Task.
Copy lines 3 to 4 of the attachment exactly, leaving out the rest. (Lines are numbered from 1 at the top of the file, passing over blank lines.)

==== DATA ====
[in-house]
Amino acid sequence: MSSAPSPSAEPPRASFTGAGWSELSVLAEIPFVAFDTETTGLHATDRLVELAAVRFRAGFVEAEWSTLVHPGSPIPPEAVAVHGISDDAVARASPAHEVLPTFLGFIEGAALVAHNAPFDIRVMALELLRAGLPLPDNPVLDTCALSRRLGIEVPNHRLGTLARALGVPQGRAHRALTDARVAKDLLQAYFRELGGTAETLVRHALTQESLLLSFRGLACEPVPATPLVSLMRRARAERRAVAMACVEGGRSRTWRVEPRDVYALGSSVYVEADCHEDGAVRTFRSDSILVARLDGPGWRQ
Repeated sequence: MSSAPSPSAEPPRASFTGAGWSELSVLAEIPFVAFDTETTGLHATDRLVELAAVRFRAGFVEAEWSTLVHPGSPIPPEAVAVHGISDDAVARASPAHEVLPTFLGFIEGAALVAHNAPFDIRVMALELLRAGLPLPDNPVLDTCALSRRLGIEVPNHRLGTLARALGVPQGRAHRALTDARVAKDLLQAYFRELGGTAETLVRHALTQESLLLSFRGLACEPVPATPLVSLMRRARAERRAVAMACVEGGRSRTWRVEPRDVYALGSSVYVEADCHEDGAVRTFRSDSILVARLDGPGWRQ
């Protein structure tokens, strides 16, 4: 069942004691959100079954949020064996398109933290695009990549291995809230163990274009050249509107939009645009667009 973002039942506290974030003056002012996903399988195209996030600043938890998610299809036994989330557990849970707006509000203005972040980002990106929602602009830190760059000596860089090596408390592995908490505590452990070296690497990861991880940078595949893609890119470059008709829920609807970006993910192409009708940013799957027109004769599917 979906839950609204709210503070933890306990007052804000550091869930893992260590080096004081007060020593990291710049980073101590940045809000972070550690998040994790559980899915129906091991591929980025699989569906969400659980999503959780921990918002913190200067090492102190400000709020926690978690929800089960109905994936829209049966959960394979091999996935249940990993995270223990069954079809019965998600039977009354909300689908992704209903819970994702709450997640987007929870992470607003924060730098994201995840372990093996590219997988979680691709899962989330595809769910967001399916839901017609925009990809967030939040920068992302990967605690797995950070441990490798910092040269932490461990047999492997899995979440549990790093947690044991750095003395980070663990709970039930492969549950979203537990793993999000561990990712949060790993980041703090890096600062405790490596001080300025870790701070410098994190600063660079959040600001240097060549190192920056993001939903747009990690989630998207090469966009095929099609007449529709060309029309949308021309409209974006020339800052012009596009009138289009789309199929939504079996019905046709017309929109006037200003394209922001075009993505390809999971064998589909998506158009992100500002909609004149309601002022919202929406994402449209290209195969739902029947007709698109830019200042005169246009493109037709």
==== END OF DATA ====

Repeated sequence: MSSAPSPSAEPPRASFTGAGWSELSVLAEIPFVAFDTETTGLHATDRLVELAAVRFRAGFVEAEWSTLVHPGSPIPPEAVAVHGISDDAVARASPAHEVLPTFLGFIEGAALVAHNAPFDIRVMALELLRAGLPLPDNPVLDTCALSRRLGIEVPNHRLGTLARALGVPQGRAHRALTDARVAKDLLQAYFRELGGTAETLVRHALTQESLLLSFRGLACEPVPATPLVSLMRRARAERRAVAMACVEGGRSRTWRVEPRDVYALGSSVYVEADCHEDGAVRTFRSDSILVARLDGPGWRQ
């Protein structure tokens, strides 16, 4: 069942004691959100079954949020064996398109933290695009990549291995809230163990274009050249509107939009645009667009 973002039942506290974030003056002012996903399988195209996030600043938890998610299809036994989330557990849970707006509000203005972040980002990106929602602009830190760059000596860089090596408390592995908490505590452990070296690497990861991880940078595949893609890119470059008709829920609807970006993910192409009708940013799957027109004769599917 979906839950609204709210503070933890306990007052804000550091869930893992260590080096004081007060020593990291710049980073101590940045809000972070550690998040994790559980899915129906091991591929980025699989569906969400659980999503959780921990918002913190200067090492102190400000709020926690978690929800089960109905994936829209049966959960394979091999996935249940990993995270223990069954079809019965998600039977009354909300689908992704209903819970994702709450997640987007929870992470607003924060730098994201995840372990093996590219997988979680691709899962989330595809769910967001399916839901017609925009990809967030939040920068992302990967605690797995950070441990490798910092040269932490461990047999492997899995979440549990790093947690044991750095003395980070663990709970039930492969549950979203537990793993999000561990990712949060790993980041703090890096600062405790490596001080300025870790701070410098994190600063660079959040600001240097060549190192920056993001939903747009990690989630998207090469966009095929099609007449529709060309029309949308021309409209974006020339800052012009596009009138289009789309199929939504079996019905046709017309929109006037200003394209922001075009993505390809999971064998589909998506158009992100500002909609004149309601002022919202929406994402449209290209195969739902029947007709698109830019200042005169246009493109037709």